A third-degree burn destroys your first three layers of skin and fatty tissue. A third-degree burn may not immediately hurt, but you’ll notice your skin is charred-black, dry and leathery. This type of burn is serious and requires treatment by a healthcare provider. Your healing time varies based on the size and location of the burn.
Third-degree burns are a serious type of burn that requires immediate medical attention. A burn is damage to your skin or underlying tissue due to extreme temperatures, a chemical or a light source.
A third-degree burn damages the top layer of your skin (epidermis), the middle layer of your skin (dermis) and the layer of fat underneath your skin (hypodermis). A third-degree burn can also damage your sweat glands, hair follicles and nerve endings.
You won’t feel immediate pain if you have a third-degree burn because the burn destroyed your nerves. This can make you believe that your burn isn’t serious, but it is, and you should see a healthcare provider for treatment.
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Features of a third-degree burn include:
A third-degree burn won’t blanch or turn white temporarily when you press on your affected skin. Blanching is common for first- and second-degree burns.
A third-degree burn will likely have features of a second-degree burn around it, including:
You can get a third-degree burn anywhere on your body depending on what caused the burn. Common locations for a third-degree burn include your:
The number of each degree of burn identifies how many layers of damage your body has, including:
While less common, extremely serious burns can extend past three degrees and could include:
If you have a first- or second-degree burn that’s less than 3 inches in diameter or a burn that’s not on your face, you can treat your burn at home. Serious burns or large burns include third-degree burns and up. See a healthcare provider if you have a serious burn.
The same things that can cause a first- and second-degree burn can cause a third-degree burn. The difference is how long your body met a heat, chemical or light source that caused damage, or the intensity of the source of the burn. The more intense the damage source and/or the longer your body interacts with a cause of a burn, the more damage you’ll have.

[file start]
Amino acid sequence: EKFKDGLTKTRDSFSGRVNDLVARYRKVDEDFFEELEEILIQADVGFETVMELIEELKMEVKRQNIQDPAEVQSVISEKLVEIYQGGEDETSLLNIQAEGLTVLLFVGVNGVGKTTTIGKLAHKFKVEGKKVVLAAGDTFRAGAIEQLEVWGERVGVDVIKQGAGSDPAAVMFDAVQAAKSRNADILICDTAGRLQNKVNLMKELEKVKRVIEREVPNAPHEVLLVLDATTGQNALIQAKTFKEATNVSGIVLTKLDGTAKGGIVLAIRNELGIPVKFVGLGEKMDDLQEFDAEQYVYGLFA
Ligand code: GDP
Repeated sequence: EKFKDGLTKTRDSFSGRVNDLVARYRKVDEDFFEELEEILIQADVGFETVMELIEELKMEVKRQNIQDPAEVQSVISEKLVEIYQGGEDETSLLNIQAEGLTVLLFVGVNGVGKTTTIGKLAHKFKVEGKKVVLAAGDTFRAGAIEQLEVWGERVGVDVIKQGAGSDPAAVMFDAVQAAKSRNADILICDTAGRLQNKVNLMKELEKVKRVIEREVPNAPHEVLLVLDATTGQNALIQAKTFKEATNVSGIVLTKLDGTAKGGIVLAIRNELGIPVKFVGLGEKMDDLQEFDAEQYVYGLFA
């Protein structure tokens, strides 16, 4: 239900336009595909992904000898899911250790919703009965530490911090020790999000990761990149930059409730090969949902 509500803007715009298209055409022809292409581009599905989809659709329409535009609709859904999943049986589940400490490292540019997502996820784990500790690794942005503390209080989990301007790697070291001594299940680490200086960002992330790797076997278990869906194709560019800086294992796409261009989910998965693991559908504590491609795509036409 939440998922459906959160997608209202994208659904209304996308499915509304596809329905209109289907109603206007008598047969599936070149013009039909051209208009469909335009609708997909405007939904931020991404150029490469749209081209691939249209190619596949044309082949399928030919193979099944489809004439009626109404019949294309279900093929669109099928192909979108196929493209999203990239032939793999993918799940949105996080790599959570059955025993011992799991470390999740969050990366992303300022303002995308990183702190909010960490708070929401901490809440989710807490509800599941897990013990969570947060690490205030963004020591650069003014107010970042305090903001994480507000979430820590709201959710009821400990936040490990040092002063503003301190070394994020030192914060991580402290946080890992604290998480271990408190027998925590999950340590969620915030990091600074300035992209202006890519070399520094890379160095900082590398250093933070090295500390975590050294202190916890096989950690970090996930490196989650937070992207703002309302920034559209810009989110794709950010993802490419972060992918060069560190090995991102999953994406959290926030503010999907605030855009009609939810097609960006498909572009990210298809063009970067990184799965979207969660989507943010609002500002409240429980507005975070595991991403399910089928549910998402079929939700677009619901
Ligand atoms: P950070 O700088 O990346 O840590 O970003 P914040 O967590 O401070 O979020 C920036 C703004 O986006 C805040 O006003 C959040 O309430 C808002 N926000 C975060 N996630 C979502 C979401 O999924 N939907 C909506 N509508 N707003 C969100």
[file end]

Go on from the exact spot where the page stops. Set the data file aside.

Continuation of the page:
Common causes of a third-degree burn include:
If you have a third-degree burn, visit an emergency department for treatment. While you may not feel pain, the damage to your skin and tissues is severe and requires medical attention. Treatment varies for a third-degree burn based on size and location. A healthcare provider may treat a third-degree burn by:
Yes, a third-degree burn will likely cause a scar on your skin. If you follow your healthcare provider’s instructions on how to take care of your burn, your scar could be smaller than expected. Scars can fade over time.
Burns are usually preventable. To prevent them, or at least reduce the risk of them happening, you can:
It will take at least three weeks for a third-degree burn to heal if it’s small. Larger third-degree burns can take a couple of years to heal completely. Your healthcare provider can help you understand how long your healing will take based on the size and location of your burn.
If you have a third-degree burn, visit the emergency room. Third-degree burns should always receive treatment from a healthcare provider and you shouldn’t attempt to treat a third-degree burn at home. If you’re unsure what type of burn you have, see a healthcare provider.
A note from Cleveland Clinic
A third-degree burn is a serious injury that requires immediate medical attention. Don’t wait to visit the emergency room after a third-degree burn, as they can cause shock and be life-threatening if left untreated. You may not immediately feel pain from a third-degree burn, which can make you think it isn’t serious, but it is. If you’re unsure what type of burn you have, see a healthcare provider as a precaution.
Last reviewed by a Cleveland Clinic medical professional on 12/13/2022.
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